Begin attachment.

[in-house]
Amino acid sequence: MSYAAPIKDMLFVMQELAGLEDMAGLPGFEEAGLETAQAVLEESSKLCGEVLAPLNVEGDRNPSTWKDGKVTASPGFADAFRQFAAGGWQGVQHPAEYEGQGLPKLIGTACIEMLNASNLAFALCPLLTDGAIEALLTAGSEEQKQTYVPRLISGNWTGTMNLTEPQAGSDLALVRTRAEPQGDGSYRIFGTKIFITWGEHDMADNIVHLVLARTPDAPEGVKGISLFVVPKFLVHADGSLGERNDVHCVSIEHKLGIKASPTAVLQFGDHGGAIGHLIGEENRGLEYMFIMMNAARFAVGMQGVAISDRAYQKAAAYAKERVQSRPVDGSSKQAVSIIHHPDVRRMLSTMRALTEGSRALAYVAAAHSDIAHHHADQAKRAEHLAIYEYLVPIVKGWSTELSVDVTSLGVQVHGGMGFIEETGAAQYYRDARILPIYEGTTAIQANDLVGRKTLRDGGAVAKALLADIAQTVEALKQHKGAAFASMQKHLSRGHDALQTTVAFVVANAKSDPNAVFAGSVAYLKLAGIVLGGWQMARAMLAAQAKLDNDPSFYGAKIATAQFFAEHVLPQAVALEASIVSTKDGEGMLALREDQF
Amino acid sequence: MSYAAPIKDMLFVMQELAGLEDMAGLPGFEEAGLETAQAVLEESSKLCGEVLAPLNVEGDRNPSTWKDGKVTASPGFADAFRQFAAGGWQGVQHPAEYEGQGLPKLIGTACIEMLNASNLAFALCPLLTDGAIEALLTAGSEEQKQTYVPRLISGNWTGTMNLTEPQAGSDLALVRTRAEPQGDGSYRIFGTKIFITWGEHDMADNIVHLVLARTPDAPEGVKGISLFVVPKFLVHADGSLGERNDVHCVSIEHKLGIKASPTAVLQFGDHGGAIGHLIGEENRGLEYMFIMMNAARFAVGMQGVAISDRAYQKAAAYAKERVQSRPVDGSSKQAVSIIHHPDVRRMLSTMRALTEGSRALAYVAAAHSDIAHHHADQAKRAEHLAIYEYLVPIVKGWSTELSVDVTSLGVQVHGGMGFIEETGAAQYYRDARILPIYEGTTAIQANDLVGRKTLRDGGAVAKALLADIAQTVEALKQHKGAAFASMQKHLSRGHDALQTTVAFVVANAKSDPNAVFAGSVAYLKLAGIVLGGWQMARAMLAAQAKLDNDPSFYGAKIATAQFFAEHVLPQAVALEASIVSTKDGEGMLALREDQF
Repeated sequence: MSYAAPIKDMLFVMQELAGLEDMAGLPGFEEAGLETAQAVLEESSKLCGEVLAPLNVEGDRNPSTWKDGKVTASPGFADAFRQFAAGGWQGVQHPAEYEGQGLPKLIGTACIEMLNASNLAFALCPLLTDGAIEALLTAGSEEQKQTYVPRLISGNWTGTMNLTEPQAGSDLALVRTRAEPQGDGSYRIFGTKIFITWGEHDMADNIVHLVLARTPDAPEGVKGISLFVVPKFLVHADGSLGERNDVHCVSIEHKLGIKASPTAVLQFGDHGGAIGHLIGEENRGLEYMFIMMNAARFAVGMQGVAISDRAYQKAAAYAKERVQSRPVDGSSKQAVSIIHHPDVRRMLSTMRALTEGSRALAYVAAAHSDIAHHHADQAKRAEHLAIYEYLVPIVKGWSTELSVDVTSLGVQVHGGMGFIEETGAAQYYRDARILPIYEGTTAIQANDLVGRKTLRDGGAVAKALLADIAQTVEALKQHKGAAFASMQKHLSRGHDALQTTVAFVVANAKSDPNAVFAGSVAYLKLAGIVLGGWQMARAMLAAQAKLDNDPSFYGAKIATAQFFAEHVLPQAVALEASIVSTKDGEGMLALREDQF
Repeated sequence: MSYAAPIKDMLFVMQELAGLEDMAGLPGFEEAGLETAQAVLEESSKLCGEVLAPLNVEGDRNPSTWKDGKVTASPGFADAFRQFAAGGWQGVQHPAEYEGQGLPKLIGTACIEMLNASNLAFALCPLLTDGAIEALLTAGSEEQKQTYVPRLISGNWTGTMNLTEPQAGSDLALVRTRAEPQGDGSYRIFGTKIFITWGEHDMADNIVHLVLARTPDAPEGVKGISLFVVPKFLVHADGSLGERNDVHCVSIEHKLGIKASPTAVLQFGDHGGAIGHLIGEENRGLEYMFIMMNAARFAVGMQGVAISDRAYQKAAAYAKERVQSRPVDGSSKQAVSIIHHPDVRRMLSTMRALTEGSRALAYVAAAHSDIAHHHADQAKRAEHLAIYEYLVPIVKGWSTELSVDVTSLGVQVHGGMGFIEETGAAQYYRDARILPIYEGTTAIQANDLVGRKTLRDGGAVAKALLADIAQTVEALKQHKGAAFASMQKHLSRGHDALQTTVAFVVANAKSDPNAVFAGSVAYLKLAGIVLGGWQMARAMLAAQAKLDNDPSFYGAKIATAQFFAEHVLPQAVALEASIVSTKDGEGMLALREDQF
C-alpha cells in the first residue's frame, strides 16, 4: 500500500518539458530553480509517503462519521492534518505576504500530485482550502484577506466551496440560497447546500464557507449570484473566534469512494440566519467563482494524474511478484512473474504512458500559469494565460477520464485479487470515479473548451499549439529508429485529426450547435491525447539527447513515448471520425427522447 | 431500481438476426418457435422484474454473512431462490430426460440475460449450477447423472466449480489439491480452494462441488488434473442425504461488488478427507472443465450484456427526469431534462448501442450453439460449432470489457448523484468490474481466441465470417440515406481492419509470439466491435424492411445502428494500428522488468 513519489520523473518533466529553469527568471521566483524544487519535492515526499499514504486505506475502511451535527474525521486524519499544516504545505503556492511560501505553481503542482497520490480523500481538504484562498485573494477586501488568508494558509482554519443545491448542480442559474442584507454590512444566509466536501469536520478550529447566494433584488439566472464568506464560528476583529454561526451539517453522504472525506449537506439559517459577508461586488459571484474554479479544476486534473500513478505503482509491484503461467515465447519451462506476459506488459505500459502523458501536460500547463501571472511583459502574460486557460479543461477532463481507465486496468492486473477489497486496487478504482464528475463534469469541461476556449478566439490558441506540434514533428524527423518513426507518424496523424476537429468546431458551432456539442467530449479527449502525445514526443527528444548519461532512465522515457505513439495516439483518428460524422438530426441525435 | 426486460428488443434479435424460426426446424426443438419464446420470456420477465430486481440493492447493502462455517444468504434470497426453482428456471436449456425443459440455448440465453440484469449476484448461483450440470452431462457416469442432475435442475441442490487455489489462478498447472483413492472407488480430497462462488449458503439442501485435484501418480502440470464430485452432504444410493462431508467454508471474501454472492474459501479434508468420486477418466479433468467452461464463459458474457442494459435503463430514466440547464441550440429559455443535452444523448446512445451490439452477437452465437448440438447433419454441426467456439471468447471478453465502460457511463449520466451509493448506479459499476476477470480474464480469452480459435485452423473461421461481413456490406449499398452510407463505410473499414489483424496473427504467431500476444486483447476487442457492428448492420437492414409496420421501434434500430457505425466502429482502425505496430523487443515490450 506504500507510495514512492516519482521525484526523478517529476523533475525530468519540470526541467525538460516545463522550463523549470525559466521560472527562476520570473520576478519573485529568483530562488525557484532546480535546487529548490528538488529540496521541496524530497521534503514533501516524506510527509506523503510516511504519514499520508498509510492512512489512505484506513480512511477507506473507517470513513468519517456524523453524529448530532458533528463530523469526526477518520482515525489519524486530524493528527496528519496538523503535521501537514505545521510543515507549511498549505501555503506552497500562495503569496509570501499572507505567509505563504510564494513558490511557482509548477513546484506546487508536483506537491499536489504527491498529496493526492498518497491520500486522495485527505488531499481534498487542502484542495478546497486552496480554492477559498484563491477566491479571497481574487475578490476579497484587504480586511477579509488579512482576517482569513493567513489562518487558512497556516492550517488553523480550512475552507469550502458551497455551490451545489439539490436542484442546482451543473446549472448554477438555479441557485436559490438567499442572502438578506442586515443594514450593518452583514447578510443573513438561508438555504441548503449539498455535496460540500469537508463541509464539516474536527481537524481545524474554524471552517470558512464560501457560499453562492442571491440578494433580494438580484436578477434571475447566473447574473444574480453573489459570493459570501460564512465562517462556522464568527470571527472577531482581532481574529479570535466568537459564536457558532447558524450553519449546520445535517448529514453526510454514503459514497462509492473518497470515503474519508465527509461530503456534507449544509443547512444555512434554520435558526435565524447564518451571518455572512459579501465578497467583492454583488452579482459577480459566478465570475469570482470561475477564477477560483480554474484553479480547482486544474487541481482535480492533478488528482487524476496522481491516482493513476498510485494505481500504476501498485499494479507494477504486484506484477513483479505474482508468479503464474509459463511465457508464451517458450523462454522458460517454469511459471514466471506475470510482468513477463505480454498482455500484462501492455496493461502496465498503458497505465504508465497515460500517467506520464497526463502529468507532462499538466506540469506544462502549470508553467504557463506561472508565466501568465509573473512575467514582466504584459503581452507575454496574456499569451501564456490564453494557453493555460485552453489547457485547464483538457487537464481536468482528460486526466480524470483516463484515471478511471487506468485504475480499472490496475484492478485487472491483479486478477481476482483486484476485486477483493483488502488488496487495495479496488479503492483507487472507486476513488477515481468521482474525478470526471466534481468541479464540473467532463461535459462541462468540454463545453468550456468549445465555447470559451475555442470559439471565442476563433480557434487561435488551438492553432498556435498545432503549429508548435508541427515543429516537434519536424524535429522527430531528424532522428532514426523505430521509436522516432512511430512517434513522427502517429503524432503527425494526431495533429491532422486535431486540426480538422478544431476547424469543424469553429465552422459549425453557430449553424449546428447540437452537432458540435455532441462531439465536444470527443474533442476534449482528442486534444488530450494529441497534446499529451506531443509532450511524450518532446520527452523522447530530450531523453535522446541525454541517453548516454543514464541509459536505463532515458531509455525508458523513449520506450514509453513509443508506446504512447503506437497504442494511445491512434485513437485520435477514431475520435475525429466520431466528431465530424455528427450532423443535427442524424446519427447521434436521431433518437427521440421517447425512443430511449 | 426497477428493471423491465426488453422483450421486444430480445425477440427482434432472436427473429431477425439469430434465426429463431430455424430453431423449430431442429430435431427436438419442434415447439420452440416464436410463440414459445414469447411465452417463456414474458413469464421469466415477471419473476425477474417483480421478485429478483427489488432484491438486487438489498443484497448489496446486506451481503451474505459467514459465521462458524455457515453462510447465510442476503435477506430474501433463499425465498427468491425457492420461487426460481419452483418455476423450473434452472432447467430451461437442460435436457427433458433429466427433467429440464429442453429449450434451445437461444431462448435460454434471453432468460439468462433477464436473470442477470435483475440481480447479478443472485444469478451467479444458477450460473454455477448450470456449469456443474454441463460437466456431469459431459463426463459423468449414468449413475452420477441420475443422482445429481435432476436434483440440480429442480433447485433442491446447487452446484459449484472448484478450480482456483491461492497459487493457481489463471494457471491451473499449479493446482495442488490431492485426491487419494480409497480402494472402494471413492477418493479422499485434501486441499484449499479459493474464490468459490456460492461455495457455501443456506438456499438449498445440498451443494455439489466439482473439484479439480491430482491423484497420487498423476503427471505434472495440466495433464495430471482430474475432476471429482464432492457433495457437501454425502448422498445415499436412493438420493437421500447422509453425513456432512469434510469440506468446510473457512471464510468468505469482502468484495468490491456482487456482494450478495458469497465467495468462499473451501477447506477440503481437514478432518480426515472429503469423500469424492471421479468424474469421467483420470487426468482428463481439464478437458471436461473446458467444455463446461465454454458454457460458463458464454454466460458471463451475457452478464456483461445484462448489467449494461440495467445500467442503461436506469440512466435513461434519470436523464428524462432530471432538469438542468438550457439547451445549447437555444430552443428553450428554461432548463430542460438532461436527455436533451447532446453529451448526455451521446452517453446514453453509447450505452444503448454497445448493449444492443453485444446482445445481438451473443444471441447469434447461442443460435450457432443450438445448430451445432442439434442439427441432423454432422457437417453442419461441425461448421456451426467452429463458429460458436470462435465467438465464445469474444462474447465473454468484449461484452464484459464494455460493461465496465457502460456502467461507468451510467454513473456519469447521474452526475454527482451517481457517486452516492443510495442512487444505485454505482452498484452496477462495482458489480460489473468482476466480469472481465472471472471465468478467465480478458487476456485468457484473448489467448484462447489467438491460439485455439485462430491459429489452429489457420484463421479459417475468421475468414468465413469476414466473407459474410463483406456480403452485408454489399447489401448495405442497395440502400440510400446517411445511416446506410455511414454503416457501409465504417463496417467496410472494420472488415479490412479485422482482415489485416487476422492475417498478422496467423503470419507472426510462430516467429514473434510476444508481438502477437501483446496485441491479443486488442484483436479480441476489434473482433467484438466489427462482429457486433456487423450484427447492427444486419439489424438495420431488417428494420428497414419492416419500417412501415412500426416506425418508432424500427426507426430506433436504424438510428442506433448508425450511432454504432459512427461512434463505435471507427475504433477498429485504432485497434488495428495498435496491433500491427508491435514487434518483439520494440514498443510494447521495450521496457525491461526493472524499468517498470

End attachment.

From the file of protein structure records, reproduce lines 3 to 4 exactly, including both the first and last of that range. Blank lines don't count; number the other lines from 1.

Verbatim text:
Amino acid sequence: MSYAAPIKDMLFVMQELAGLEDMAGLPGFEEAGLETAQAVLEESSKLCGEVLAPLNVEGDRNPSTWKDGKVTASPGFADAFRQFAAGGWQGVQHPAEYEGQGLPKLIGTACIEMLNASNLAFALCPLLTDGAIEALLTAGSEEQKQTYVPRLISGNWTGTMNLTEPQAGSDLALVRTRAEPQGDGSYRIFGTKIFITWGEHDMADNIVHLVLARTPDAPEGVKGISLFVVPKFLVHADGSLGERNDVHCVSIEHKLGIKASPTAVLQFGDHGGAIGHLIGEENRGLEYMFIMMNAARFAVGMQGVAISDRAYQKAAAYAKERVQSRPVDGSSKQAVSIIHHPDVRRMLSTMRALTEGSRALAYVAAAHSDIAHHHADQAKRAEHLAIYEYLVPIVKGWSTELSVDVTSLGVQVHGGMGFIEETGAAQYYRDARILPIYEGTTAIQANDLVGRKTLRDGGAVAKALLADIAQTVEALKQHKGAAFASMQKHLSRGHDALQTTVAFVVANAKSDPNAVFAGSVAYLKLAGIVLGGWQMARAMLAAQAKLDNDPSFYGAKIATAQFFAEHVLPQAVALEASIVSTKDGEGMLALREDQF
Repeated sequence: MSYAAPIKDMLFVMQELAGLEDMAGLPGFEEAGLETAQAVLEESSKLCGEVLAPLNVEGDRNPSTWKDGKVTASPGFADAFRQFAAGGWQGVQHPAEYEGQGLPKLIGTACIEMLNASNLAFALCPLLTDGAIEALLTAGSEEQKQTYVPRLISGNWTGTMNLTEPQAGSDLALVRTRAEPQGDGSYRIFGTKIFITWGEHDMADNIVHLVLARTPDAPEGVKGISLFVVPKFLVHADGSLGERNDVHCVSIEHKLGIKASPTAVLQFGDHGGAIGHLIGEENRGLEYMFIMMNAARFAVGMQGVAISDRAYQKAAAYAKERVQSRPVDGSSKQAVSIIHHPDVRRMLSTMRALTEGSRALAYVAAAHSDIAHHHADQAKRAEHLAIYEYLVPIVKGWSTELSVDVTSLGVQVHGGMGFIEETGAAQYYRDARILPIYEGTTAIQANDLVGRKTLRDGGAVAKALLADIAQTVEALKQHKGAAFASMQKHLSRGHDALQTTVAFVVANAKSDPNAVFAGSVAYLKLAGIVLGGWQMARAMLAAQAKLDNDPSFYGAKIATAQFFAEHVLPQAVALEASIVSTKDGEGMLALREDQF